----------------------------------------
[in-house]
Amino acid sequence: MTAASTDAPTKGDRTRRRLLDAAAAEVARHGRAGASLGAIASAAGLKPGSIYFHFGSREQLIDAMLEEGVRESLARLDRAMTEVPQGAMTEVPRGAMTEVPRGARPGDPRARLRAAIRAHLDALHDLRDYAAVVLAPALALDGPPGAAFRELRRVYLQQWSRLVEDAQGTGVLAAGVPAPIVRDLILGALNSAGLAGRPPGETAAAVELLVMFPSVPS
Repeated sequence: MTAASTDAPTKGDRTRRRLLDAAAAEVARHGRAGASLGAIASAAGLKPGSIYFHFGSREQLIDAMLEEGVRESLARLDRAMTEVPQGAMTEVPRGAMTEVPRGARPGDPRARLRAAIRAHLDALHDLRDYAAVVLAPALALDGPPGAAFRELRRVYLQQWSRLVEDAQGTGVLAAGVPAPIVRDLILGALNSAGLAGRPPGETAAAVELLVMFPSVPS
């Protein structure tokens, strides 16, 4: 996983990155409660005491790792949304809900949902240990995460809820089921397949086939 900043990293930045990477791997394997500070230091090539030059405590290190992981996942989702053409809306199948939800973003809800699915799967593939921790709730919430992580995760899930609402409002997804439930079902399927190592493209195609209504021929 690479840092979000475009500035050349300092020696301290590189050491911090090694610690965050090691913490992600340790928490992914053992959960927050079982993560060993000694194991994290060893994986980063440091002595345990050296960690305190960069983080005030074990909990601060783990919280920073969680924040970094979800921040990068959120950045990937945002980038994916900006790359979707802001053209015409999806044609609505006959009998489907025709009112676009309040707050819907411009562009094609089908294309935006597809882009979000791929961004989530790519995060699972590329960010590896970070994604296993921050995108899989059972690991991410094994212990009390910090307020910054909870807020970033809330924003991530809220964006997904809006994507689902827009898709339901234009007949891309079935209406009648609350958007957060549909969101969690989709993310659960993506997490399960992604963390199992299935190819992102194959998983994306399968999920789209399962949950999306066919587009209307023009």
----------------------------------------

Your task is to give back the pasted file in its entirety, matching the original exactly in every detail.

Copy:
[in-house]
Amino acid sequence: MTAASTDAPTKGDRTRRRLLDAAAAEVARHGRAGASLGAIASAAGLKPGSIYFHFGSREQLIDAMLEEGVRESLARLDRAMTEVPQGAMTEVPRGAMTEVPRGARPGDPRARLRAAIRAHLDALHDLRDYAAVVLAPALALDGPPGAAFRELRRVYLQQWSRLVEDAQGTGVLAAGVPAPIVRDLILGALNSAGLAGRPPGETAAAVELLVMFPSVPS
Repeated sequence: MTAASTDAPTKGDRTRRRLLDAAAAEVARHGRAGASLGAIASAAGLKPGSIYFHFGSREQLIDAMLEEGVRESLARLDRAMTEVPQGAMTEVPRGAMTEVPRGARPGDPRARLRAAIRAHLDALHDLRDYAAVVLAPALALDGPPGAAFRELRRVYLQQWSRLVEDAQGTGVLAAGVPAPIVRDLILGALNSAGLAGRPPGETAAAVELLVMFPSVPS
């Protein structure tokens, strides 16, 4: 996983990155409660005491790792949304809900949902240990995460809820089921397949086939 900043990293930045990477791997394997500070230091090539030059405590290190992981996942989702053409809306199948939800973003809800699915799967593939921790709730919430992580995760899930609402409002997804439930079902399927190592493209195609209504021929 690479840092979000475009500035050349300092020696301290590189050491911090090694610690965050090691913490992600340790928490992914053992959960927050079982993560060993000694194991994290060893994986980063440091002595345990050296960690305190960069983080005030074990909990601060783990919280920073969680924040970094979800921040990068959120950045990937945002980038994916900006790359979707802001053209015409999806044609609505006959009998489907025709009112676009309040707050819907411009562009094609089908294309935006597809882009979000791929961004989530790519995060699972590329960010590896970070994604296993921050995108899989059972690991991410094994212990009390910090307020910054909870807020970033809330924003991530809220964006997904809006994507689902827009898709339901234009007949891309079935209406009648609350958007957060549909969101969690989709993310659960993506997490399960992604963390199992299935190819992102194959998983994306399968999920789209399962949950999306066919587009209307023009």